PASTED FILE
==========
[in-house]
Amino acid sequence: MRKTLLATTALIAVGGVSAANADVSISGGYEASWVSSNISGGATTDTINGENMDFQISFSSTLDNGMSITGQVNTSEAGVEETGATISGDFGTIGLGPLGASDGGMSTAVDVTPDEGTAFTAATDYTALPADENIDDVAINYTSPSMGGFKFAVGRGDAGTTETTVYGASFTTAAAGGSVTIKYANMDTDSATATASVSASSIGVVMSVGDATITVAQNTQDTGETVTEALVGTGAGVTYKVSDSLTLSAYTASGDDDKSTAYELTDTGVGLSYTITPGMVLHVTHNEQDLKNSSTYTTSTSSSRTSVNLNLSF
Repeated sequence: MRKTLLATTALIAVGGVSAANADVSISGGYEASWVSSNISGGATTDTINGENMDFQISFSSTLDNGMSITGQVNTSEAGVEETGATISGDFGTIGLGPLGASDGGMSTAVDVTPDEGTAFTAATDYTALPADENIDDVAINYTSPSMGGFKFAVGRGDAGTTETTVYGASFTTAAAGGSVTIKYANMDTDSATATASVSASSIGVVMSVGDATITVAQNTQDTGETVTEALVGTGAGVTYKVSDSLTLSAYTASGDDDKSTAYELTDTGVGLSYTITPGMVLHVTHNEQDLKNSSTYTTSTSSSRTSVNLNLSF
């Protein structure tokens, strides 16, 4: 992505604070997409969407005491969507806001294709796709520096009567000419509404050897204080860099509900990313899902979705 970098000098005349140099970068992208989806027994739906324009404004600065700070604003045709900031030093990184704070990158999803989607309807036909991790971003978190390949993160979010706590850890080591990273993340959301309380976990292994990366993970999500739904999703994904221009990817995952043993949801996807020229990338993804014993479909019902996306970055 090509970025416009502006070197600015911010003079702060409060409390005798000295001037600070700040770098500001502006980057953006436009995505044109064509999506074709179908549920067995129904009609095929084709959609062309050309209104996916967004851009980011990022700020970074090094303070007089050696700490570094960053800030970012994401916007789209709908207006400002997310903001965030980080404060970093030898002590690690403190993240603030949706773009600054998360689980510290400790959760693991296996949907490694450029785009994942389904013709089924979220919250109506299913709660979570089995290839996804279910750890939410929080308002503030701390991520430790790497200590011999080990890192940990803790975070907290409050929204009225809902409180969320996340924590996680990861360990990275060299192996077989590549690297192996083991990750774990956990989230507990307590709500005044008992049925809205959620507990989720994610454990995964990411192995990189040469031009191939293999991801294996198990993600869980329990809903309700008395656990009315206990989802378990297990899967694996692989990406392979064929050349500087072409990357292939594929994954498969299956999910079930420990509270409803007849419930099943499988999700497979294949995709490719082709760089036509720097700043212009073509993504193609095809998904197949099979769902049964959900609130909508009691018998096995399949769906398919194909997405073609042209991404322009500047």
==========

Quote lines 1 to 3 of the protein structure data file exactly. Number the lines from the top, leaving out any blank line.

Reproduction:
[in-house]
Amino acid sequence: MRKTLLATTALIAVGGVSAANADVSISGGYEASWVSSNISGGATTDTINGENMDFQISFSSTLDNGMSITGQVNTSEAGVEETGATISGDFGTIGLGPLGASDGGMSTAVDVTPDEGTAFTAATDYTALPADENIDDVAINYTSPSMGGFKFAVGRGDAGTTETTVYGASFTTAAAGGSVTIKYANMDTDSATATASVSASSIGVVMSVGDATITVAQNTQDTGETVTEALVGTGAGVTYKVSDSLTLSAYTASGDDDKSTAYELTDTGVGLSYTITPGMVLHVTHNEQDLKNSSTYTTSTSSSRTSVNLNLSF
Repeated sequence: MRKTLLATTALIAVGGVSAANADVSISGGYEASWVSSNISGGATTDTINGENMDFQISFSSTLDNGMSITGQVNTSEAGVEETGATISGDFGTIGLGPLGASDGGMSTAVDVTPDEGTAFTAATDYTALPADENIDDVAINYTSPSMGGFKFAVGRGDAGTTETTVYGASFTTAAAGGSVTIKYANMDTDSATATASVSASSIGVVMSVGDATITVAQNTQDTGETVTEALVGTGAGVTYKVSDSLTLSAYTASGDDDKSTAYELTDTGVGLSYTITPGMVLHVTHNEQDLKNSSTYTTSTSSSRTSVNLNLSF